WASHINGTON – Nationwide sales of existing homes fell more than expected last month, as economic fears made buyers leery even though prices plunged to the lowest level in more than four years. And the decline is expected to get worse because October's results reflect sales contracts signed before Wall Street's nosedive.
The National Association of Realtors said Monday that sales of existing homes fell 3.1 percent to a seasonally adjusted annual rate of 4.98 million units in October, from a downwardly revised pace of 5.14 million in September. Sales had been expected to fall to a rate of 5.05 million, according to economists surveyed by Thomson Reuters.
Sales nationwide — without adjusting for seasonal factors — slipped less than 1 percent in October from a year ago. The median sales price plunged 11.3 percent from a year ago to $183,000. That was the largest year-over-year drop on records going back to 1968, and the lowest median sales price since March 2004.
"If home prices overshoot downward, then it can lead to collateral damage to the economy," said Lawrence Yun, chief economist at the Realtors group. The cost, he added, would be "very reasonable" compared with the billions the government is spending to rescue major banks.
To help stabilize home prices, the Realtors group is calling on lawmakers and the administration of President-elect Barack Obama to spend $50 billion to subsidize lower mortgage rates, projecting that doing so would stimulate about 500,000 more home sales.
Since October's sales reflect contracts signed in August and September, sales could well fall further amid the fallout from the recent stock market plunge and sinking economy.
"Everybody's afraid of losing their job," she said. "People who are thinking about moving are holding off."
Global Insight economist Patrick Newport expects sales to fall next month, possibly to the lowest point of the U.S. housing market bust. More Americans are moving in with relatives after losing their homes to foreclosure, he said, as the economy sinks and lenders tighten their standards.
Lenders "are trying to protect themselves by holding cash," Newport said.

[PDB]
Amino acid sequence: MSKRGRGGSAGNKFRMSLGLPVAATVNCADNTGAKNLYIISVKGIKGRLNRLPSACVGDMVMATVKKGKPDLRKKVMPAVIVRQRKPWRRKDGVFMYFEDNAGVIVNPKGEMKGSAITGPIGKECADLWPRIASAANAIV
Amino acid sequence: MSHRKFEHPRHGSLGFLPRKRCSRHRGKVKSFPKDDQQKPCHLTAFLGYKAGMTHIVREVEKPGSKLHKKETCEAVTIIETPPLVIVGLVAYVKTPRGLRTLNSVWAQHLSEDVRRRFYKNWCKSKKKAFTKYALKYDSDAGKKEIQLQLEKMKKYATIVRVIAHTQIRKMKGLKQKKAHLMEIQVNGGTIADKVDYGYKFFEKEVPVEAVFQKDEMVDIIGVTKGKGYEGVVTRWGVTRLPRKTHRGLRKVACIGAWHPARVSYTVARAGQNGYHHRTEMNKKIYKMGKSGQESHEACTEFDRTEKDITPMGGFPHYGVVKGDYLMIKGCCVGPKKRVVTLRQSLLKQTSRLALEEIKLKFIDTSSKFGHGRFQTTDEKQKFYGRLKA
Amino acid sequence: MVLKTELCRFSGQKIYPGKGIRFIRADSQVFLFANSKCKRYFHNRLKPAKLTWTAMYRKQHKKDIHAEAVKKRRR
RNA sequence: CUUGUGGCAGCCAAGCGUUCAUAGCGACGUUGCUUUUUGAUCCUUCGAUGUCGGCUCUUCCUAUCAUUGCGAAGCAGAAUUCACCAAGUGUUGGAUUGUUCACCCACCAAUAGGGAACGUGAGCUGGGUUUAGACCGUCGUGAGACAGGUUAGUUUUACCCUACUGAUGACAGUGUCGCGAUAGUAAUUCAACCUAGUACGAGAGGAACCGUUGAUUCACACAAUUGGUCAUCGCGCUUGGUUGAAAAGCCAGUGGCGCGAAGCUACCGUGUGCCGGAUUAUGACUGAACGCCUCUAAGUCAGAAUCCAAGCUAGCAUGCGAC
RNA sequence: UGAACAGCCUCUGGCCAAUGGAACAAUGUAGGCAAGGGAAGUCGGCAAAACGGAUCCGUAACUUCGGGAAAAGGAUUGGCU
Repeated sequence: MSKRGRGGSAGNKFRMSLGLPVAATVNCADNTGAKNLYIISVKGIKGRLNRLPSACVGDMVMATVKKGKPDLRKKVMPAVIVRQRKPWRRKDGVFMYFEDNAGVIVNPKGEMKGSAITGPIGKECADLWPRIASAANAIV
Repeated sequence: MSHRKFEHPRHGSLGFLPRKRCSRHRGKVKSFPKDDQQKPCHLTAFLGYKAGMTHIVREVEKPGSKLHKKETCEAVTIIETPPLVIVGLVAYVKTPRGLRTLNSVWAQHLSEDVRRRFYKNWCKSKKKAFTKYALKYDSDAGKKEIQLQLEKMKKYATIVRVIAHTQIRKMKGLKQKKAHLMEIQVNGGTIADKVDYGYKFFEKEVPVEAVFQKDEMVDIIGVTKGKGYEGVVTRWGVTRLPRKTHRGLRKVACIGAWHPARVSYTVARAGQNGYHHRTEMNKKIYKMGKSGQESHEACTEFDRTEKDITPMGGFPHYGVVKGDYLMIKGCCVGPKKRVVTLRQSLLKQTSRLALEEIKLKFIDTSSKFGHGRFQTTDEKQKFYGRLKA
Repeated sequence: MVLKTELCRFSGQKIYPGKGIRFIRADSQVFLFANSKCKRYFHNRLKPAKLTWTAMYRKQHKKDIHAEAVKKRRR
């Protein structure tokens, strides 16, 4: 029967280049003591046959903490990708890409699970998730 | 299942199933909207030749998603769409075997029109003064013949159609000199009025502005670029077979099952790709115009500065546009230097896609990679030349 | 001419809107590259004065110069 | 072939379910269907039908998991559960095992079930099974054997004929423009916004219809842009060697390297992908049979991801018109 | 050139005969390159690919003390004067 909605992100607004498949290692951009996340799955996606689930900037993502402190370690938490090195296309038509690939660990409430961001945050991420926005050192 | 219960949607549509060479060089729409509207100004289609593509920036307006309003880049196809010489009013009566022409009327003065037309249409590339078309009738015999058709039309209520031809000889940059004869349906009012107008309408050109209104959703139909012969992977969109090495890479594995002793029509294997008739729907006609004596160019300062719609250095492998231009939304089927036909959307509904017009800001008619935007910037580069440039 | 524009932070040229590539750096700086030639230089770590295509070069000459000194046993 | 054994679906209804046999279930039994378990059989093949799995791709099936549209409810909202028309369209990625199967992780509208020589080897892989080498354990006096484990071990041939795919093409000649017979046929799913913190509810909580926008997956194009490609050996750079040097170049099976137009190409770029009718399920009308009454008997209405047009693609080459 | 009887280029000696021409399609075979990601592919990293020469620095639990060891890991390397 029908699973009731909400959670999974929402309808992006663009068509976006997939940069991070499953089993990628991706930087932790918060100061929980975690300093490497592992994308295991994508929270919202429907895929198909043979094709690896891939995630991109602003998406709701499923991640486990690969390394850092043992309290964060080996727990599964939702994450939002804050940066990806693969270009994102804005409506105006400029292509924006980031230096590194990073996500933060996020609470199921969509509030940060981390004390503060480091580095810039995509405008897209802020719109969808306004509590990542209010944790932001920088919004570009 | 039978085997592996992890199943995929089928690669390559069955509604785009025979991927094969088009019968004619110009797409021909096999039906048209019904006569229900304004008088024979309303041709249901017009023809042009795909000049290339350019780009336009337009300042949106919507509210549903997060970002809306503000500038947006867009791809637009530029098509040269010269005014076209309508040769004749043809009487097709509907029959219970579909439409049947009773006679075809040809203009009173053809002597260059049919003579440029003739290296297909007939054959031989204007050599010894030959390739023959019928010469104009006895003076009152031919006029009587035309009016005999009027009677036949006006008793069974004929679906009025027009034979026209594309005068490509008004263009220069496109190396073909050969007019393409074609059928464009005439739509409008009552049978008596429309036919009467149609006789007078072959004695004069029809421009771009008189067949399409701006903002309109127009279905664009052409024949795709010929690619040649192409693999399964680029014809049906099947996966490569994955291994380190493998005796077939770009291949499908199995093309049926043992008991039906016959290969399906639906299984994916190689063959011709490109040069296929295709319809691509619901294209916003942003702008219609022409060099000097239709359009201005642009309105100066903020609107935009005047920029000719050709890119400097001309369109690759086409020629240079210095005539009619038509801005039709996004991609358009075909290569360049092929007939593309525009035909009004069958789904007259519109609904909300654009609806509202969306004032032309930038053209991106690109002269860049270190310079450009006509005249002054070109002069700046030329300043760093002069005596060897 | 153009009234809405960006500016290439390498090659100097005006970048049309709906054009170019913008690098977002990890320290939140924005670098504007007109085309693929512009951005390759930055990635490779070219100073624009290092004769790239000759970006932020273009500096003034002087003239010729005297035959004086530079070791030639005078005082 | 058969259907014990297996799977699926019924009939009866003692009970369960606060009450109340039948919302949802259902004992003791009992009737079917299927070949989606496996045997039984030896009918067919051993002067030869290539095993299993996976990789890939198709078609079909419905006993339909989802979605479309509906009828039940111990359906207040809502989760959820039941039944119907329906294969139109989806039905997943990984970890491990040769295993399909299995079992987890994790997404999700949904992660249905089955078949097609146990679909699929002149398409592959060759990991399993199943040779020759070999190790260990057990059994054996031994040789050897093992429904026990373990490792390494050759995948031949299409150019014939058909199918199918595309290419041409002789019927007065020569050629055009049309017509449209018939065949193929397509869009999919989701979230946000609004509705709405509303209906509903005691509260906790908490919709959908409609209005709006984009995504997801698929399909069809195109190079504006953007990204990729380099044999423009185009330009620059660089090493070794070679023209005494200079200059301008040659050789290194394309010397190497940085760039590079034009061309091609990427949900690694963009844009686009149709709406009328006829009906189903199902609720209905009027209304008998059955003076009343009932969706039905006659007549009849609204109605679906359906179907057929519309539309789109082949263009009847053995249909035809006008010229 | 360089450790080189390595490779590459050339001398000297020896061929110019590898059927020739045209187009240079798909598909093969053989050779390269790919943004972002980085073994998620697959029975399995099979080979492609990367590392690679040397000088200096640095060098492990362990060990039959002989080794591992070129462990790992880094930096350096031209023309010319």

Still, other economists are encouraged that sales did not fall below June's sales rate of 4.85 million, the lowest point of the current housing bust.
Compared with last month, sales were down in much of the country. But in the West sales were up 40.5 percent compared with October last year, without adjusting for seasonal factors. Buyers in places like Las Vegas and Orange County, Calif., snapped up distressed properties at bargain prices.
Nationwide, the Realtors group estimates that sales of distressed properties made up 45 percent of all property sales in October.
There were 4.23 million unsold homes on the market in October, down slightly from a month earlier. At the current sales pace, it would take 10.2 months to sell all the properties.
Until the inventory of homes falls to more normal levels, analysts say, the housing slump is likely to persist. Inventories remain at historically high levels, driven by a massive wave of mortgage foreclosures.
"There are still way too many houses being offered and that is likely to stay that way for quite some time as we work through the foreclosure problem," said Joel Naroff, an economist and president of Naroff Economic Advisors in Holland, Pa.
Soaring foreclosures are a driving force behind the credit crisis that has upended Wall Street and caused the government to spend billions rescuing numerous major banking institutions, the latest of which is Citigroup Inc.
President Bush argued Monday that the government's dramatic rescue of Citigroup, announced late Sunday, was necessary to "safeguard the financial system" and help the economy recover, and he said there could be more such moves if other institutions need help.
Meanwhile, Obama pledged Monday to honor the commitments the outgoing Bush administration has made to rescue financial markets and urged the new, incoming Congress to pass a major stimulus package immediately to restore growth and create jobs.
He declined to say how big a spending package he wants to revive the economy, but he said, "It's going to be costly."